Thymic Stromal Lymphopoeitin from Bone Marrow Niches Supports Acute Lymphoblastic Leukemia Cancer Progression
Kreitman, Matthew S.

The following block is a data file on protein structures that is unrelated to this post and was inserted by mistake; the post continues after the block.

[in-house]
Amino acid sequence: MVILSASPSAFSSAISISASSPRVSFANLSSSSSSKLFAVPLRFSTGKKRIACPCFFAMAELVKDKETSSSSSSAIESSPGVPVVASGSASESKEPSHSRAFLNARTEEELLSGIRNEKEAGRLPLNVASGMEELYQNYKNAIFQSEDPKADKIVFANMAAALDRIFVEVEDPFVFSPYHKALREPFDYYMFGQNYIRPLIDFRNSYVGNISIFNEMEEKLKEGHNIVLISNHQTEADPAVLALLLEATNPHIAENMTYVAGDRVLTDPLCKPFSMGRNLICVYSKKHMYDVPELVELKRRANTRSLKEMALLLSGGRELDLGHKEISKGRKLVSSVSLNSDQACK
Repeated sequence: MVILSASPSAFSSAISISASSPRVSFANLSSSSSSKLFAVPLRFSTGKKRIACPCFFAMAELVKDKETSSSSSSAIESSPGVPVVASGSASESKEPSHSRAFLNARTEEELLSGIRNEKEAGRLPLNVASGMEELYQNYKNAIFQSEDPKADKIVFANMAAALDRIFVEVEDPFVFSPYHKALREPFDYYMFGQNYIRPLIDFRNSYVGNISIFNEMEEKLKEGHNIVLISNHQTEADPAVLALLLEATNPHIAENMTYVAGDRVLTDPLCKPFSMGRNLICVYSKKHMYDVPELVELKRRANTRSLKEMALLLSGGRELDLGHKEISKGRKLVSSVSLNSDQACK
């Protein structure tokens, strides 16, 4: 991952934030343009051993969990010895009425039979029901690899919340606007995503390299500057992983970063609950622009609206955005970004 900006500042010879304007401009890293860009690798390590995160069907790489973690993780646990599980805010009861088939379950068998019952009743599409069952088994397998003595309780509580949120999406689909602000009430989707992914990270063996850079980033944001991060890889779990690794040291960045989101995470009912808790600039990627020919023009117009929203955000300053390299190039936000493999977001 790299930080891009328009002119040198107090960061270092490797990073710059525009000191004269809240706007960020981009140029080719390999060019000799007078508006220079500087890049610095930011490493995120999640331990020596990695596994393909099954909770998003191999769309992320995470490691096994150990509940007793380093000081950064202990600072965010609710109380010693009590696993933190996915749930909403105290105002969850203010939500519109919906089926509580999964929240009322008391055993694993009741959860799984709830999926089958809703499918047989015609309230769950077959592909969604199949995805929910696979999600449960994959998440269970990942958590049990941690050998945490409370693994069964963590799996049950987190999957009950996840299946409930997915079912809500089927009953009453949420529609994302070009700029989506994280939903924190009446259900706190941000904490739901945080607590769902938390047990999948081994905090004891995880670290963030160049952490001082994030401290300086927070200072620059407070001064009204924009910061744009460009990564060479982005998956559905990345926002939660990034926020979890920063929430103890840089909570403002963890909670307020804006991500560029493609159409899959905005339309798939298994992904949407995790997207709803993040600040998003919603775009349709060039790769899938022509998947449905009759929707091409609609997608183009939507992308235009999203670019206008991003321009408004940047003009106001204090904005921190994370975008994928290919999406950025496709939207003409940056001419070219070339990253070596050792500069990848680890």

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Thymic stromal lymphopoietin (TSLP) is an interleukin (IL), a cytokine produced and released from white blood cells, that is involved in the inflammatory process and cancer (Ziegler et al., 2013). Originally discovered in thymic stromal cells, mouse and human TSLP proteins share significant functional homology. Since its identification, TSLP was also found to be produced in keratinocytes, epithelial, and stromal cells and reported to function as a growth factor that can promote B‐cell development (Ziegler et al., 2013). Moreover, TSLP signaling has been found to increase the risk of acute lymphoblastic leukemia (ALL), a cancer effecting blood lymphocytes. Specifically, TSLP is thought to enhance the survival of these leukemic cells (Chen et al., 2012). The ALL phenotype would most likely be found in clusters or “niches” of the bone marrow (BM), where leukemic cells are created. The identification of the presence of leukemic niches is therefore the first step towards developing the suspected link between ALL and TSLP. Since human TSLP and mouse TSLP share significant functional homology, mouse models have been used to accurately predict the behavior of TSLP in humans. Therefore, the next step towards targeting TSLP signaling in ALL would be to determine whether mouse lymphocytes secrete TSLP. This can be accomplished by measuring relative gene expression levels of Tslp in mouse organs that are lymphocyte‐rich. Along with mouse thymus, mouse bone marrow (BM) showed comparable and significant levels of relative gene expression. This data confirms that TSLP is secreted by cells in the mouse femur BM. The implications to this conclusion may suggest that mouse and human TSLP signaling in BM is involved in the progression of ALL.
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